The exhibit in the adjoining studio prepares you. If you look deep into any of the five squared-off, chest-high black columns there, you’ll see videos of the pair in earlier dances that they performed unclothed. They lie in water, on leaves, upended against a chain link fence. Their images swim in a shallower tank that looks like a fishpond adjoining another that displays a curling assemblage that might be burnt paper.

Naked attracted around 8,000 viewers during its premiere season at Minneapolis’s Walker Art Center (which commissioned the work). Throughout November 2010, Eiko and Koma were on view in their installation—an important part of the pair’s ongoing three-year retrospective—six days a week during museum hours from (11 a.m. to 5 p.m). At BAC, they perform Tuesday through Friday from 6 p.m. to 10 p.m. and Saturday from 3 p.m. to 9 p.m. (with a rest break). The fact that the event is free encourages people who may want to pay only a short visit, although, after watching Eiko and Koma for a while, you may not be sure what “short” is.

To experience Naked up close and not just through holes in the heavy paper walls that surround the living installation on three sides, you enter a created “room.” Those walls and its paper floor are strewn with black feathers and pitted with holes made by scorching. In the middle of the space, ringed by dark earth, Eiko and Koma lie on a pile of feathers. High above them, suspended bundles of black strips stir in the breeze from an unseen fan, altering the patterns of light. The lighting itself (adapted by David Ferri from the design at the Walker) slowly morphs—sometimes flickering—from cool and dim to golden or white and back again. From the darkness above, water drips intermittently onto the soil.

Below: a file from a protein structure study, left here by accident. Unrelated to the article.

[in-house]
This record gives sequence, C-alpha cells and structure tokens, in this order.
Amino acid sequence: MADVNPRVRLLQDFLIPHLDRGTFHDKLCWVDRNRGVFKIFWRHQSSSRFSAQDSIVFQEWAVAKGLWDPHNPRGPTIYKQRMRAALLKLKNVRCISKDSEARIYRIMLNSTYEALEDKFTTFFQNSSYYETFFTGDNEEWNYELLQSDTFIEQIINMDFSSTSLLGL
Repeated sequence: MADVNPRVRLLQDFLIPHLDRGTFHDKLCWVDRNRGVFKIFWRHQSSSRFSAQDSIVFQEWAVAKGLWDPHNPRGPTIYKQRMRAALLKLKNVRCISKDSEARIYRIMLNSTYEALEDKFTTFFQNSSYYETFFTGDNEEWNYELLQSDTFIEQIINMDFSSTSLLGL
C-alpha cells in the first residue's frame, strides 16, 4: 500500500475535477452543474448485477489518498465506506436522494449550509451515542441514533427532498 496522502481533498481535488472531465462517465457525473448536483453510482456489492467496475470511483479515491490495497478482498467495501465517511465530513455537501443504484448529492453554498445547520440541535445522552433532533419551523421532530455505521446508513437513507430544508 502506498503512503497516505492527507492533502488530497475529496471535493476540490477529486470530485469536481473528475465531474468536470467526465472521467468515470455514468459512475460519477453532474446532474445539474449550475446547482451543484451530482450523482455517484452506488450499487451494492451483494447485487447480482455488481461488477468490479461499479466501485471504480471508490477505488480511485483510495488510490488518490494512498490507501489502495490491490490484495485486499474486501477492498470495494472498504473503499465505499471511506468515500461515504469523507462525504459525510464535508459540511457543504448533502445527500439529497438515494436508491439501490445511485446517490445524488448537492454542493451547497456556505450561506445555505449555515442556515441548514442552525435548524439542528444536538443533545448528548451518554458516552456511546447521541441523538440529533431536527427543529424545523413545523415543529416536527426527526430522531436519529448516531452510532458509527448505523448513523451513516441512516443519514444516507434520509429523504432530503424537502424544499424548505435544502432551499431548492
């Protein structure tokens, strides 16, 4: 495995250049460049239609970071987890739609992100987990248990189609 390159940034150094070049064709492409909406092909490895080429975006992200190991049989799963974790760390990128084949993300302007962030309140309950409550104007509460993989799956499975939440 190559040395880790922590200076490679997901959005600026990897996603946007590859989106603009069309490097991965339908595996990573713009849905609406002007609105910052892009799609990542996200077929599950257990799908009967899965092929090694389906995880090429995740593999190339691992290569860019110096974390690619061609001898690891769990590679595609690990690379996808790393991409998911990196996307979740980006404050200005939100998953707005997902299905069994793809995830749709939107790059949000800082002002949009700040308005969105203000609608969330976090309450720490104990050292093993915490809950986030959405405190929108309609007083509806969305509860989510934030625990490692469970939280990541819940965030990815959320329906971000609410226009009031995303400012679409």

In almost all Eiko and Koma’s pieces, they merge with an environment—growing into it, feeding off it in some way. At BAC, their pale, dirt-marked bodies stand out among the dark feathers like mushrooms on the forest floor. Closer to them than usual, we see every tiny move—the way a feather gets caught between two of Eiko’s fingers, the slight settling down of Koma’s buttocks. You could count the vertebrae on their spines. Viewers come and go, finding seats on the single row of benches or standing behind them or sitting on the floor. Some draw what they see on paper provided in the antechamber.

The performers are naked in the most profound sense of the word. They’re hairless, except for the black tangles on their heads. For a few uncomfortable seconds, staring at Eiko’s lean haunch, I see a skinned animal carcass—as if she once had fur. When they’re still, they look dead, discarded. Although naked, they don’t cater to the prurient. Koma twists subtly in and out of an almost fetal position, and only Eiko exposes the front of her long, sinewy body.